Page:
Asteroid ALERT: NASA tracks a rock 5 times taller than Big Ben on Earth ...

AN ASTEROID towering over London’s tallest landmarks including Big Ben’s clocktower and the Shard is hours away from scraping past Earth, NASA’s asteroid trackers have found.

PUBLISHED: 22:17, Thu, Jan 16, 2020 | UPDATED: 22:30, Thu, Jan 16, 2020

The colossal asteroid dubbed by NASA 2020 AN3 is expected to close in on Earth tomorrow (January 17). NASA expects the rock to show up around 1.35am GMT (8.35pm EST) on what has been called an “Earth close approach”.

Related articles
NASA researchers are looking to prove aliens are real in Iceland
Flat Earth MELTDOWN: NASA astronaut's photos of Earth spark chaos

If the news of a close approach is not terrifying enough, NASA estimates the space rock measures up to 1,673ft (510m) across.

Any asteroid this big is roughly five times taller than Big Ben’s clocktower in London.

The asteroid would also dwarf the 95-storey Shard and as many as 60 London double-decker buses lined up in a row.

Asteroid 2020 AN3 will approach the planet tomorrow because it has been classified as an NEO or Near-Earth Object.

READ MORE: AI system tracks thousands of asteroids with the potential to hit Earth

Asteroid news: Giant space rock and Big BenAsteroid news: NASA is tracking a colossal asteroid many times taller than Big Ben (Image: GETTY)

Asteroid news: Interesting facts about asteroidsAsteroid news: Interesting facts about asteroids and other space rocks (Image: GETTY)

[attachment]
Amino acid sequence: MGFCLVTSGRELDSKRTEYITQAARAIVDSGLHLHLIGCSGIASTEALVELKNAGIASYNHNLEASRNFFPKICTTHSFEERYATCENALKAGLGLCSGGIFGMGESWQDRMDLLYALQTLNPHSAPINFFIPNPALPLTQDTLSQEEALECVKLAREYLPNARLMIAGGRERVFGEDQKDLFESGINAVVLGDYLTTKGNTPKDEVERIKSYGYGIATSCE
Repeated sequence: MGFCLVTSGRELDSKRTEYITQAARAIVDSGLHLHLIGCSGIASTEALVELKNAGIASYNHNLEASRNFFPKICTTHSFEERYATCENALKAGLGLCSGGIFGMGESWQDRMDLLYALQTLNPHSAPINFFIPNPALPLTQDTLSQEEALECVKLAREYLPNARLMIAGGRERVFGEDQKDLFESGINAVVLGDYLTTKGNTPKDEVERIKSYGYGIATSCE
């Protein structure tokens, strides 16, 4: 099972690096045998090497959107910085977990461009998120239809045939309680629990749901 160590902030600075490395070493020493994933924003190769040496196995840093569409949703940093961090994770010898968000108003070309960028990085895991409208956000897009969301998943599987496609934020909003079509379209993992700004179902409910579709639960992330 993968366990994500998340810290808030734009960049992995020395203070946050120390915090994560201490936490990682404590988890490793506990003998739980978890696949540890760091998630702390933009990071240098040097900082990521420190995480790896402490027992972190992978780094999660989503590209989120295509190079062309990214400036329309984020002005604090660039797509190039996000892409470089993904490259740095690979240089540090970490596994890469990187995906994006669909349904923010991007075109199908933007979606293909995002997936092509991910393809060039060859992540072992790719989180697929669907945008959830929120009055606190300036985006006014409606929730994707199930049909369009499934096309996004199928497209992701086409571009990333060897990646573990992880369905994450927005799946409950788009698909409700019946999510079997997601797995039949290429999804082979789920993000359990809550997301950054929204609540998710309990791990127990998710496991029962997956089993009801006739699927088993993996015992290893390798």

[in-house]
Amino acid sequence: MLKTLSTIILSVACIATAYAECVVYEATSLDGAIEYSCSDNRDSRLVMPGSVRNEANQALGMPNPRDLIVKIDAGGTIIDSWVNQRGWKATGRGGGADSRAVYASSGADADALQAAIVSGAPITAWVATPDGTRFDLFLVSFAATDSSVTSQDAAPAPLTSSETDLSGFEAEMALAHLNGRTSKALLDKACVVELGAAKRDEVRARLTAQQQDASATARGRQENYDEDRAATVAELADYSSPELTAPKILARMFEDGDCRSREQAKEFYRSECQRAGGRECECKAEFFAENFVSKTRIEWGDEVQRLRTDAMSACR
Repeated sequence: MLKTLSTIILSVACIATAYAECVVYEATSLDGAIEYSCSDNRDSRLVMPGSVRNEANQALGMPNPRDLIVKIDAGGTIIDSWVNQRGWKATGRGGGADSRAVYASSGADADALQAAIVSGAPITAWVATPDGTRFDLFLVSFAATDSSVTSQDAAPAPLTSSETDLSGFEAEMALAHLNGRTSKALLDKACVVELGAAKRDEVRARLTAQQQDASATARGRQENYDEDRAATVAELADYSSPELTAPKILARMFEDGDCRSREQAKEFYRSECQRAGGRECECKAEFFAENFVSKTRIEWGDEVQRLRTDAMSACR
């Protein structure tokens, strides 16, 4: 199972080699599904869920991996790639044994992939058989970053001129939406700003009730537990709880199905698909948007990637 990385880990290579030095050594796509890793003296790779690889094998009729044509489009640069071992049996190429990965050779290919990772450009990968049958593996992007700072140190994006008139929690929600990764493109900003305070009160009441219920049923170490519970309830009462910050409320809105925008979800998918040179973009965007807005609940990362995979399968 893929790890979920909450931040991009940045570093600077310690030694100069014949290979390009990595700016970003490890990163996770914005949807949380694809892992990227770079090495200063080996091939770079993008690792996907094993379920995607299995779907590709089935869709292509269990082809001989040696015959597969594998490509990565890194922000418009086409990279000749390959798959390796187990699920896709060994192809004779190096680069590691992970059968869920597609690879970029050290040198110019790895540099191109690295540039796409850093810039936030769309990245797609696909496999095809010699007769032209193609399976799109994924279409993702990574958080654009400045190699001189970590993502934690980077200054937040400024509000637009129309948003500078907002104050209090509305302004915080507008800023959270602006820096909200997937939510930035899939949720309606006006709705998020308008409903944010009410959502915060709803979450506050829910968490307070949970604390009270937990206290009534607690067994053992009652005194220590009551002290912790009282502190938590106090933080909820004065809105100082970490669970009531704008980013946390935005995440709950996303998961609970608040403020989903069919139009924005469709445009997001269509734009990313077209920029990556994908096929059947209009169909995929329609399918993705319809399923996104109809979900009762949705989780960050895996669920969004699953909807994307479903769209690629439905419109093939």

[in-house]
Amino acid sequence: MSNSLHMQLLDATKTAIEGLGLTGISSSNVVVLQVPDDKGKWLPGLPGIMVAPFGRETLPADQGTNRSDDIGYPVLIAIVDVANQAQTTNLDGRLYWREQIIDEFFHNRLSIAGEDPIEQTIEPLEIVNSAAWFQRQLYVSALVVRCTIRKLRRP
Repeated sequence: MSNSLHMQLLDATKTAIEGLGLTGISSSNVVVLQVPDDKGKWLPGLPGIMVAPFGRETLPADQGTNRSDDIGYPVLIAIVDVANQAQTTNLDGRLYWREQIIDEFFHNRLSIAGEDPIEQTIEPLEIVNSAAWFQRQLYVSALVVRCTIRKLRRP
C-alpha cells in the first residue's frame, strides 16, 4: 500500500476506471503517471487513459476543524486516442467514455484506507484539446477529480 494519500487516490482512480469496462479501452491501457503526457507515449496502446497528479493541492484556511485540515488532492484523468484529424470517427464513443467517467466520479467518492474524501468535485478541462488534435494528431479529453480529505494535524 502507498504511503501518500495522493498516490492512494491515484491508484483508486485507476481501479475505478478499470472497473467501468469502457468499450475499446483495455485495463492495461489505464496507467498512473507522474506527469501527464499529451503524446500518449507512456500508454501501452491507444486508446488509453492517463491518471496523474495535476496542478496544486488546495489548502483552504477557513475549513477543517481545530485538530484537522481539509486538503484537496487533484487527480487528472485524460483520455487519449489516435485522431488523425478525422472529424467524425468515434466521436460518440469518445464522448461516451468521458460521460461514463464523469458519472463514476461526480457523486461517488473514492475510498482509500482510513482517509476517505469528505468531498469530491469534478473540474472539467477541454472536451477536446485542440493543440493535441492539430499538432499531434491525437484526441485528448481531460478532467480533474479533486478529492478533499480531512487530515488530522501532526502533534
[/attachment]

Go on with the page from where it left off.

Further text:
READ MORE
NASA’s Juno beams back stunning portrait of Jupiter on close encounter

NASA considers any comet or asteroid racing around the Sun an NEO if its orbit does not exceed 1.3 astronomical units.

These objects are trapped within the inner confines of the solar system and often cross paths with our planet.

Although most asteroid flybys are harmless, an asteroid will occasionally slam into Earth to cataclysmic effect.

According to NASA, any object at the upper end of Asteroid AN3’s size estimate could potentially kill thousands if not millions upon impact.

NASA said: “If a rocky meteoroid larger than 25m but smaller than one kilometre – a little more than one-and-half mile – were to hit Earth, it would likely cause local damage

read more.....

Get the latest news delivered to your inbox

Follow us on social media networks

NEXT First female coach in Super Bowl breaking down NFL barriers mogaznewsen